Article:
A Dauphin County lawmaker today introduced legislation designed to give a lift to the state’s nuclear power plants, a move critics decry as tantamount to a bailout of the industry.
In a press conference Monday, Rep. Tom Mehaffie (R-Dauphin) officially introduced House Bill 11, which he said is needed to prevent a costly shutdown of nuclear plants around the state.
Critics, however, have said the legislation will drive up electricity prices in Pennsylvania.
The bill would give nuclear power the same treatment as wind and solar power under a state law designed to increase the share of energy coming from renewable sources. The rationale is that like other renewable sources, nuclear energy does not produce greenhouse gases held responsible for climate change.
Three Mile Island, located just outside of Harrisburg, is slated to close this fall without some form of relief.
“For the state legislature to ignore the situation would be the most irresponsible decision we’ve made in a decade,” Mehaffie said.
Mehaffie’s proposal would cost the state’s energy ratepayers about $500 million per year, he said, but he cautioned that doing nothing would cost more.
He said ratepayers in the state would pay $788 million more per year for electricity if nuclear plants shut down.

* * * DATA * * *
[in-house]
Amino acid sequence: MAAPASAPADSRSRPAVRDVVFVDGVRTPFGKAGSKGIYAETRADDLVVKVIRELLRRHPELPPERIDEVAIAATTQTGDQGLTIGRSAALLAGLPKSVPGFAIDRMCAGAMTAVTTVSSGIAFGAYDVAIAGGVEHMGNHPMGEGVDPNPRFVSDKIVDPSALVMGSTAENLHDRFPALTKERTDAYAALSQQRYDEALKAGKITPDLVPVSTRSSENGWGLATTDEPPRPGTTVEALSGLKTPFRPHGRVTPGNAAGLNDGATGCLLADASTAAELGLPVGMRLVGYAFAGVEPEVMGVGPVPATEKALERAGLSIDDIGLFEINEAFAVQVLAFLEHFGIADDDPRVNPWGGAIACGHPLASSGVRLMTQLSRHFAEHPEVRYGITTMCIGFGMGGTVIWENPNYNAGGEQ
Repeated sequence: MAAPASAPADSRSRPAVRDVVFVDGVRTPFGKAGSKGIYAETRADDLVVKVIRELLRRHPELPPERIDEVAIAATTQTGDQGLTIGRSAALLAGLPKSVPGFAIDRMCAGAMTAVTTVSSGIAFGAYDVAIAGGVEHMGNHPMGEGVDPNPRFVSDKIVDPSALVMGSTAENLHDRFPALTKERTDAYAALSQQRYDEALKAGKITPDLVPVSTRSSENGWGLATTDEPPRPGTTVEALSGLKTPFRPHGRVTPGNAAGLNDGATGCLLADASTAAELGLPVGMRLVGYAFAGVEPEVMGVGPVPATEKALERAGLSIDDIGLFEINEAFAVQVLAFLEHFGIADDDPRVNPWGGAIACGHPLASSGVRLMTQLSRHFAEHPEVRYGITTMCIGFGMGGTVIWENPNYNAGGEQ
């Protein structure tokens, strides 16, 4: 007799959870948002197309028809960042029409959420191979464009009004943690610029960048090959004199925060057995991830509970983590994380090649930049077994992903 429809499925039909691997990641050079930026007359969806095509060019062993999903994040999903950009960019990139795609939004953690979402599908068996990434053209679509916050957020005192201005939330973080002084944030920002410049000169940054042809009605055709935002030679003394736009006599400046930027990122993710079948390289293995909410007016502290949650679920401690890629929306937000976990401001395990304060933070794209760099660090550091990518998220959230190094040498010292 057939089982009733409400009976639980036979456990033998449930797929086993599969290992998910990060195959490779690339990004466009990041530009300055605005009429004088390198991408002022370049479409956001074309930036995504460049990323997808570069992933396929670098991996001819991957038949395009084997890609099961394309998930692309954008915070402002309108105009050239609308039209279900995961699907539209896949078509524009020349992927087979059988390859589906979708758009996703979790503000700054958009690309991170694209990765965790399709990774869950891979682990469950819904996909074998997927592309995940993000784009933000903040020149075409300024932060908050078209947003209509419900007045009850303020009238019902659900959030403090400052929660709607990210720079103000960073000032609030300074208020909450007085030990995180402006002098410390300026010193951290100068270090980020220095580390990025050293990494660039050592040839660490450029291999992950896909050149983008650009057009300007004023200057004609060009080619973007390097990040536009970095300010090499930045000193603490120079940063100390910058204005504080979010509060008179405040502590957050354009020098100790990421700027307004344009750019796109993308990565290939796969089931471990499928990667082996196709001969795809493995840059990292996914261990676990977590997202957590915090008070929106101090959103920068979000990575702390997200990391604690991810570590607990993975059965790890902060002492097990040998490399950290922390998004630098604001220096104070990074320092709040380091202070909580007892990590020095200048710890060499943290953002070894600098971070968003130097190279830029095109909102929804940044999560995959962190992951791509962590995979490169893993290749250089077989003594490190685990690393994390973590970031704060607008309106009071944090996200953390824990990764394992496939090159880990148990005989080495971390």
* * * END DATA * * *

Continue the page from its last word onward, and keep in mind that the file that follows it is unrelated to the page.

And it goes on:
“One nuclear reactor alone produces more power than all of our wind and solar producers in the state,” Mehaffie said.
Opponents criticize efforts like Mehaffie’s as a “corporate bailout” of the nuclear power industry. They have noted three of the state’s five nuclear power plants – Peach Bottom in York County, Susquehanna in Luzerne County, and Limerick in Montgomery County – remain competitive. They also have noted that plant operators are profitable.
Environmentalists also decried the bill, saying it would not advance environmental goals.
“Pennsylvanians need and deserve a forward-thinking, long-term strategy to fight climate change and invest in a clean energy economy centered around renewable energy. This legislation does nothing to advance the deployment of renewable energy in Pennsylvania and further locks us into increasingly expensive nuclear power from old and outdated equipment,” said a statement from the Sierra Club, Natural Resources Defense Council, Clean Air Council, PennFuture, PennEnvironment, Keystone Progress, Clean Water Action, Physicians for Social Responsibility Philadelphia/Pennsylvania, Conservation Voters of Pennsylvania and the Philadelphia Solar Energy Association.